“Rhamnan sulfate changes the morphology of plaques, making them more stable. These are very significant changes. Nothing else does this. No drug can do this. Statins reduce lipid-rich necrotic plaques by about 25%, which is meaningful, but not even close to what you get with the Rhamnan sulfate.”
These preliminary findings from China, have prompted a larger US-based study which is now underway.
Houston stressed that plaque reversal is a gradual process. Typically, it takes about 6 months of twice-daily dosing to see reversal of carotid plaques. “For really bad cases, you can take two caps, twice daily. The key is to split the doses, ideally 12 hours apart. It works better that way.”
“Rhamnan sulfate changes the morphology of plaques, making them more stable. These are very significant changes. Nothing else does this. No drug can do this. Statins reduce lipid-rich necrotic plaques by about 25%, which is meaningful, but not even close to what you get with the Rhamnan sulfate.”Mark Houston, MD, Director, Hypertension Institute at Saint Thomas West Hospital, Nashville
Rhamnan sulfate does not break up plaques and cause fragments to float away. Rather it promotes resorption of the lipid core while simultaneously blocking deposition of lipids. It does this without actually affecting serum lipid levels.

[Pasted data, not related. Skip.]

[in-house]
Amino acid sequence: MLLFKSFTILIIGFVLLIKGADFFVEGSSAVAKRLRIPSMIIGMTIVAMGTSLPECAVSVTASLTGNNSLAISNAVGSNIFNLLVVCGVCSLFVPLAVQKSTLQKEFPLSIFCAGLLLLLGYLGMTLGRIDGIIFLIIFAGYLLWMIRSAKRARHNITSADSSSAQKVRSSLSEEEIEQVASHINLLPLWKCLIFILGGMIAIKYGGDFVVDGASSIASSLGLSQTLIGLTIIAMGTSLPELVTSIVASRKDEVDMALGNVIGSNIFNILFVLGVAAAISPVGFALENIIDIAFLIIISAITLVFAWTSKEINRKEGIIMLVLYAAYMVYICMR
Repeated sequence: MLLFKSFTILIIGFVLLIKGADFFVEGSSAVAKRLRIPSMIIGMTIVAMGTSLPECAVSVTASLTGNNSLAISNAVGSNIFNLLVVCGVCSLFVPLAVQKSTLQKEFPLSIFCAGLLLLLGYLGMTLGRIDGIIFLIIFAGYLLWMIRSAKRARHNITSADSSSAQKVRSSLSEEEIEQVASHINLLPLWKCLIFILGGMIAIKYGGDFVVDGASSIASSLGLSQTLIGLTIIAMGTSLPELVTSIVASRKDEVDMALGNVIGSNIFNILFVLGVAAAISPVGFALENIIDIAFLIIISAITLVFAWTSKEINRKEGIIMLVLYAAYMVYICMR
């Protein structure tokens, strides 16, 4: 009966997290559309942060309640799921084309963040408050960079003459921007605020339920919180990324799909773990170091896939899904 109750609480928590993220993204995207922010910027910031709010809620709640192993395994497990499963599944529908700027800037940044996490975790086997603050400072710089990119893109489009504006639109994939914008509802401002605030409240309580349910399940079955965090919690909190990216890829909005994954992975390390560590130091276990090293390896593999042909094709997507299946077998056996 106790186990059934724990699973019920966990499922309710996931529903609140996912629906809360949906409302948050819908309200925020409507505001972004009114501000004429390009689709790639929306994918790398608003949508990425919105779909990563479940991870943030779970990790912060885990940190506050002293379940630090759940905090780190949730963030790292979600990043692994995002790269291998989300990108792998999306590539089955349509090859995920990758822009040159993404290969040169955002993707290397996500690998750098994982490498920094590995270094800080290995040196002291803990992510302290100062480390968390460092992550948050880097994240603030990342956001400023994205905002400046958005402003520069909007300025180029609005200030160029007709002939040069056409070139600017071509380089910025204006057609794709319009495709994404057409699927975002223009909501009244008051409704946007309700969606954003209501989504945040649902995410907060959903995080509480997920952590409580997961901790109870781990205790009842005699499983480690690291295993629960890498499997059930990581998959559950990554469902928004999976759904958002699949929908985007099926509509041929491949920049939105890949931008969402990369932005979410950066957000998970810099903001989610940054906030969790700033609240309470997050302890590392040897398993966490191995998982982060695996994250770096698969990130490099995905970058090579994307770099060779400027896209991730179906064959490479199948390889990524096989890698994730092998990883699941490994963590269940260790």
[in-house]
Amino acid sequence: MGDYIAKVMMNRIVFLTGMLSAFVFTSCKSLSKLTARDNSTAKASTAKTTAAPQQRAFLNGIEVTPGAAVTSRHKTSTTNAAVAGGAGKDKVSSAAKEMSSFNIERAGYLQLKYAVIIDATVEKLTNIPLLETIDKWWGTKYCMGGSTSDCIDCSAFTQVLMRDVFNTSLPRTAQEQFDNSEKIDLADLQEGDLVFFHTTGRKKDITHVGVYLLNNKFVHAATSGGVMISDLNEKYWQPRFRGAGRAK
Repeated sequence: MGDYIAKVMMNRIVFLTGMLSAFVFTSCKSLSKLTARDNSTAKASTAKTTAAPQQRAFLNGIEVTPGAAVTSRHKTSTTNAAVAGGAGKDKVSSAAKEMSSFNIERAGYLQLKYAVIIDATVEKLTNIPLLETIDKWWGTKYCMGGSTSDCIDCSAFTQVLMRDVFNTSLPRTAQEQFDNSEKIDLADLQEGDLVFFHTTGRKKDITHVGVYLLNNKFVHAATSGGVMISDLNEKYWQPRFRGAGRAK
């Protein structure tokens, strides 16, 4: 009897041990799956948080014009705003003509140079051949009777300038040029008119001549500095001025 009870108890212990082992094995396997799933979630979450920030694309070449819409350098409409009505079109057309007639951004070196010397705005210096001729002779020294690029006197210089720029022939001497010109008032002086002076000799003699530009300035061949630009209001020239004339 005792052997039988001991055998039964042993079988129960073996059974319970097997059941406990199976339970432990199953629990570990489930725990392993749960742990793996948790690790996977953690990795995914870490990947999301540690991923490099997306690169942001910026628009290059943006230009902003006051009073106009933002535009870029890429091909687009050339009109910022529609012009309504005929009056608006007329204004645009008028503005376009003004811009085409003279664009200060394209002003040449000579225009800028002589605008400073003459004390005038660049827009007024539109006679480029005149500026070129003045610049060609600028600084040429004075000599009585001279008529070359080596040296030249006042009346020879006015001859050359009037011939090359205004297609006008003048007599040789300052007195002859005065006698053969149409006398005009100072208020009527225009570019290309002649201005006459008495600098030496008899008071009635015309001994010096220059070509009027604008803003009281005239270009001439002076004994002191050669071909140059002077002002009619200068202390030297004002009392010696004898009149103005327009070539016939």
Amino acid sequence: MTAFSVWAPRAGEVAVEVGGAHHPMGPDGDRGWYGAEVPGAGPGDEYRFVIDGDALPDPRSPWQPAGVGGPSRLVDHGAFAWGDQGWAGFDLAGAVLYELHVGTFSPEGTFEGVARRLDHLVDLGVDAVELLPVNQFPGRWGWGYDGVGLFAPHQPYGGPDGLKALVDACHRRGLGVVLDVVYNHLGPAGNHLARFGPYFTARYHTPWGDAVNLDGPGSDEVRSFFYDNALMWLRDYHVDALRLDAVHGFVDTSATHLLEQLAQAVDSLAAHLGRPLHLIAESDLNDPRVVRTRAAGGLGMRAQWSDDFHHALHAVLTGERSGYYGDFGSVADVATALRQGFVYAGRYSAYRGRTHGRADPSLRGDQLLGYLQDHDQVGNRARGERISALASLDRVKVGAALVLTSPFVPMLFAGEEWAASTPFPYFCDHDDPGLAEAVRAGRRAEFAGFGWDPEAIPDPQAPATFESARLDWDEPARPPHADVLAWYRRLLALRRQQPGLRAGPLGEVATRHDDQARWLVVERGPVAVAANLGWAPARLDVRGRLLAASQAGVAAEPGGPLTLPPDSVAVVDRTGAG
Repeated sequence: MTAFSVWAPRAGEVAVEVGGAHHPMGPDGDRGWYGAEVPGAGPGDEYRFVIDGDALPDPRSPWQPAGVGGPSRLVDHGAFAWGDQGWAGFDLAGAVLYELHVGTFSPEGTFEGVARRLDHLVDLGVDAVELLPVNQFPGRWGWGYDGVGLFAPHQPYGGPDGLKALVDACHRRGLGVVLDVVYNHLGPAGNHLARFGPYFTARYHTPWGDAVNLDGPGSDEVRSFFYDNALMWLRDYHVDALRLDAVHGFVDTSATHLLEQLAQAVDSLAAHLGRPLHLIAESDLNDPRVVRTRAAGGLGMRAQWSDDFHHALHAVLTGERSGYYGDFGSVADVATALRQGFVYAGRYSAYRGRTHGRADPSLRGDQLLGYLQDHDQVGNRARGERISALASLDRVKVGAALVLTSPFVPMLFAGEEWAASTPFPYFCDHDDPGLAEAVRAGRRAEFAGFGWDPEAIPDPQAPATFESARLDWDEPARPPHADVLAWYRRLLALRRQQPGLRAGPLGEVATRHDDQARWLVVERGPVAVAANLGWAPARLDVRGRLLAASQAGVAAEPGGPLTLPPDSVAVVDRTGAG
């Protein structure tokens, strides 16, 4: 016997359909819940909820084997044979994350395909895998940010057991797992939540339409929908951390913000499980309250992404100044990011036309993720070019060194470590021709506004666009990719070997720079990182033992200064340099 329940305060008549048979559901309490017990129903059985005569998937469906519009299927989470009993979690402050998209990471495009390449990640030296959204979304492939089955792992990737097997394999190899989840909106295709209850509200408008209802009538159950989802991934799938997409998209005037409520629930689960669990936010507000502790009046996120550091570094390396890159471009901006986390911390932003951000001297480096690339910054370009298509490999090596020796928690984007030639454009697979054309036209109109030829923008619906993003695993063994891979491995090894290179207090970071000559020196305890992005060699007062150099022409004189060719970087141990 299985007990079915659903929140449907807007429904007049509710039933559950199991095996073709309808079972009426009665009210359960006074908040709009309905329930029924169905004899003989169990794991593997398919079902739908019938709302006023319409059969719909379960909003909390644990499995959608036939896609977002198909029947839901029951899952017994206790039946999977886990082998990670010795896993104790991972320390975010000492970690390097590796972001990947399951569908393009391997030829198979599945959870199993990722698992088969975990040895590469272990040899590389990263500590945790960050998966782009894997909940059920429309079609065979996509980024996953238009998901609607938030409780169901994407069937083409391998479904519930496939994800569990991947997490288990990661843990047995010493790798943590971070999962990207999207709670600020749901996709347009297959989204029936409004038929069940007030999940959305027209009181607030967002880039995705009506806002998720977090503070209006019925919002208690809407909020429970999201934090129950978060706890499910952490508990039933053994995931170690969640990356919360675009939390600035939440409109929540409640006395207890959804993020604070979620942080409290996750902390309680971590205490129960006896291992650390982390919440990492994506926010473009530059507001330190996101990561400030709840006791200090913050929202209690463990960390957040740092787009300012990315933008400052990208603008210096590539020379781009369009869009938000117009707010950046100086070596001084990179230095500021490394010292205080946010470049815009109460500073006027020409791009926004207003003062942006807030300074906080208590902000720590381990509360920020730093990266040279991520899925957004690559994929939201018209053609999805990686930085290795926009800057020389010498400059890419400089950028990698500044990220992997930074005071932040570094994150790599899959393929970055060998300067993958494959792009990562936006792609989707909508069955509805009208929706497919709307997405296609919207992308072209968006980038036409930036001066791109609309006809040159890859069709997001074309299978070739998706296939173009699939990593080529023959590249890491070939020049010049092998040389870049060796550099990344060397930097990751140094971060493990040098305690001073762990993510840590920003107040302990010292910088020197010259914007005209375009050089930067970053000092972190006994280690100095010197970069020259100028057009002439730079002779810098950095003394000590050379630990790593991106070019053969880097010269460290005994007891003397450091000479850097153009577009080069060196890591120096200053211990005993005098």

According to Dr. Houston, Aterosil is safe, and unlikely to interact adversely with medications. In fact, it is likely to be synergistic with Rosuvastatin (Crestor) and other statins. “There are zero drug interactions with this. In combination with nearly everything we use, the interactions are generally good. If anything, it makes the drugs more effective.”
Impact on Blood Pressure
Houston and his colleagues at the St. Thomas West Hospital studied Arterosil in a cohort of ten patients with uncontrolled hypertension. After three months of twice-daily dosing, the patients showed a decrease in mean systolic pressure from 151.5 mmHg at baseline, down to 147.5 at the three-month point. Diastolic pressure dropped from a baseline mean of 93.2 down to 82.3 mmHg.
His team is currently looking at the impact of this product on diabetic neuropathy in a cohort of 20 patients. He says “preliminary results are very promising.”
Potential Role in Covid Care
The glycocalyx and its restoration has implications in the context of Covid-19.
A healthy EGX may reduce susceptibility to viral infection, as well as the risk of severe Covid symptoms if one does get infected. Conversely, the Covid disease process can damage the glycocalyx, Dr. Houston explained.
Early on in the pandemic, investigators at the Lawson Health Research Institute, Ontario, reported that ICU patients infected with the then-novel virus showed marked glycocalyx degradation compared with ICU patients who were virus-negative. This correlated with increases in thrombosis, depressed nitric oxide production, and increased platelet adhesion (Fraser DD, et al. Crit Care Explor. 2020).